I honestly wish people would stop posting these articles that have linkbait titles like “Is X dead?” or “Why X has jumped the shark”. It’s really just an attempt to get people to read these posts that have relatively little content, but which have a weak argument that boils down to the author not being satisfied with a product, so they’ve moved onto something that does. Somehow that means that the product no longer works for everyone, and that people should outright abandon it.
The other day I saw a post that asked if Silicon Valley was dead. That was the title, verbatim – but the article had nothing to do with it at all. The argument was that Silicon Valley sucks for various reasons (weather, transportation, cost of living) and that it’ll be a different place in a few years. That might be true and there may have been some decent arguments in the text, but I couldn’t really get past such a poorly named article.
Still other people ask inane questions like, “Has RoR jumped the shark?” or “Has Digg jumped the shark”? First off, neither of those uses are correct. Jumping the shark refers to when some entity takes increasingly drastic steps to stay relevant. A good example of this would be the absurd baiting (and occasionally conspiratorial) headlines CNN has been running to try to get people to read the site. But Ruby on Rails can’t jump the shark unless they, say, recently released a boatload of changes to the language to make it easier to develop, or perhaps to make it more palatable to non-coders. And maybe Digg will jump the shark with the new round of changes in Digg v4, but until then the site is just holding steady in its style and such, so that’s irrelevant too.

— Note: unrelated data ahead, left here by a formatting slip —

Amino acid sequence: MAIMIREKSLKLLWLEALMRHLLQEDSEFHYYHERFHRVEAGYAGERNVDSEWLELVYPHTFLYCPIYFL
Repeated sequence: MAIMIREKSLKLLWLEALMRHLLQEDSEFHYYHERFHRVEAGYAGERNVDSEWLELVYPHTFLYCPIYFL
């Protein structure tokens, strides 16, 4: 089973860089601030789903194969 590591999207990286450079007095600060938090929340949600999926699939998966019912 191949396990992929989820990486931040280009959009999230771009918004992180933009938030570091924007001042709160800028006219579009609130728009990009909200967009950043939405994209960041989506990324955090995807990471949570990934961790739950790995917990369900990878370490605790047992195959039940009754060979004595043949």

I think people need to read their posts after they write them and change the subjects to match the content. It’d certainly make this all a lot easier..